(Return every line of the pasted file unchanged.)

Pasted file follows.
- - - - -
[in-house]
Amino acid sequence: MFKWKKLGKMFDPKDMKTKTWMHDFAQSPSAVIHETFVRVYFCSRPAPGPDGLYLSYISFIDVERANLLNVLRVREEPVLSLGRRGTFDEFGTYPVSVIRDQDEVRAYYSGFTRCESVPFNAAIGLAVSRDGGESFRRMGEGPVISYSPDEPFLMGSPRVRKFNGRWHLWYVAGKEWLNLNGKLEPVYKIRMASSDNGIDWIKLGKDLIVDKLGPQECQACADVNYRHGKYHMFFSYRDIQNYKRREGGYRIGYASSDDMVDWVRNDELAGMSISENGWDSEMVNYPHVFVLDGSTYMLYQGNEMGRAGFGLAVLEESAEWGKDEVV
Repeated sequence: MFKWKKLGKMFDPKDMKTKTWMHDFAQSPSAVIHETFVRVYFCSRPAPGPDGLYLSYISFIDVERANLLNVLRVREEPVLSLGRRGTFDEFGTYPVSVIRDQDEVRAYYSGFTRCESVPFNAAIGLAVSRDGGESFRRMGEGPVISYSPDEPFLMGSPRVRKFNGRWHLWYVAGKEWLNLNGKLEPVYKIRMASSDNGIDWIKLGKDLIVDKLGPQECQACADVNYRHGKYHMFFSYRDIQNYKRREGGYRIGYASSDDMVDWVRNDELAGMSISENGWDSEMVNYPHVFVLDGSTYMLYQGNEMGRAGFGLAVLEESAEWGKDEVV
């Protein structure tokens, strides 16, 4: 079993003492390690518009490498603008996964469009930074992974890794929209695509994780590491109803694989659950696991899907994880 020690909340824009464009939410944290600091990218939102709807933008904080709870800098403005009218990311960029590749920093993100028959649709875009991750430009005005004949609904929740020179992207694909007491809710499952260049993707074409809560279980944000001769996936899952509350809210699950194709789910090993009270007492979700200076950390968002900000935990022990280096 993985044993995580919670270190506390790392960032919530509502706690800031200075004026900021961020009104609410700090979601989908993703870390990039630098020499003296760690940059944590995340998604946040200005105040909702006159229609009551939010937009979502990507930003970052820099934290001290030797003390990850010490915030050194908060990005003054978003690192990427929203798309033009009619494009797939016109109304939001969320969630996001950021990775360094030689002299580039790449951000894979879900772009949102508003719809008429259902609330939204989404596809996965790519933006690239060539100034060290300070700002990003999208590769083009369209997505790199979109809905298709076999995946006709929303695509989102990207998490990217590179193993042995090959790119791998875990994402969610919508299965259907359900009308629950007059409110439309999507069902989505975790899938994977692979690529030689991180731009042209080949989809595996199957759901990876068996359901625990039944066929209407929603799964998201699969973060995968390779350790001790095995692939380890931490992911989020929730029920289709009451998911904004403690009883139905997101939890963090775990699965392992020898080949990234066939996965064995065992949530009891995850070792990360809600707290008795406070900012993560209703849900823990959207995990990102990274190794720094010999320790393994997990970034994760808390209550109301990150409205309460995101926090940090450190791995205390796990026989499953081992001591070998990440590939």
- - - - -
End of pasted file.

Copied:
[in-house]
Amino acid sequence: MFKWKKLGKMFDPKDMKTKTWMHDFAQSPSAVIHETFVRVYFCSRPAPGPDGLYLSYISFIDVERANLLNVLRVREEPVLSLGRRGTFDEFGTYPVSVIRDQDEVRAYYSGFTRCESVPFNAAIGLAVSRDGGESFRRMGEGPVISYSPDEPFLMGSPRVRKFNGRWHLWYVAGKEWLNLNGKLEPVYKIRMASSDNGIDWIKLGKDLIVDKLGPQECQACADVNYRHGKYHMFFSYRDIQNYKRREGGYRIGYASSDDMVDWVRNDELAGMSISENGWDSEMVNYPHVFVLDGSTYMLYQGNEMGRAGFGLAVLEESAEWGKDEVV
Repeated sequence: MFKWKKLGKMFDPKDMKTKTWMHDFAQSPSAVIHETFVRVYFCSRPAPGPDGLYLSYISFIDVERANLLNVLRVREEPVLSLGRRGTFDEFGTYPVSVIRDQDEVRAYYSGFTRCESVPFNAAIGLAVSRDGGESFRRMGEGPVISYSPDEPFLMGSPRVRKFNGRWHLWYVAGKEWLNLNGKLEPVYKIRMASSDNGIDWIKLGKDLIVDKLGPQECQACADVNYRHGKYHMFFSYRDIQNYKRREGGYRIGYASSDDMVDWVRNDELAGMSISENGWDSEMVNYPHVFVLDGSTYMLYQGNEMGRAGFGLAVLEESAEWGKDEVV
């Protein structure tokens, strides 16, 4: 079993003492390690518009490498603008996964469009930074992974890794929209695509994780590491109803694989659950696991899907994880 020690909340824009464009939410944290600091990218939102709807933008904080709870800098403005009218990311960029590749920093993100028959649709875009991750430009005005004949609904929740020179992207694909007491809710499952260049993707074409809560279980944000001769996936899952509350809210699950194709789910090993009270007492979700200076950390968002900000935990022990280096 993985044993995580919670270190506390790392960032919530509502706690800031200075004026900021961020009104609410700090979601989908993703870390990039630098020499003296760690940059944590995340998604946040200005105040909702006159229609009551939010937009979502990507930003970052820099934290001290030797003390990850010490915030050194908060990005003054978003690192990427929203798309033009009619494009797939016109109304939001969320969630996001950021990775360094030689002299580039790449951000894979879900772009949102508003719809008429259902609330939204989404596809996965790519933006690239060539100034060290300070700002990003999208590769083009369209997505790199979109809905298709076999995946006709929303695509989102990207998490990217590179193993042995090959790119791998875990994402969610919508299965259907359900009308629950007059409110439309999507069902989505975790899938994977692979690529030689991180731009042209080949989809595996199957759901990876068996359901625990039944066929209407929603799964998201699969973060995968390779350790001790095995692939380890931490992911989020929730029920289709009451998911904004403690009883139905997101939890963090775990699965392992020898080949990234066939996965064995065992949530009891995850070792990360809600707290008795406070900012993560209703849900823990959207995990990102990274190794720094010999320790393994997990970034994760808390209550109301990150409205309460995101926090940090450190791995205390796990026989499953081992001591070998990440590939």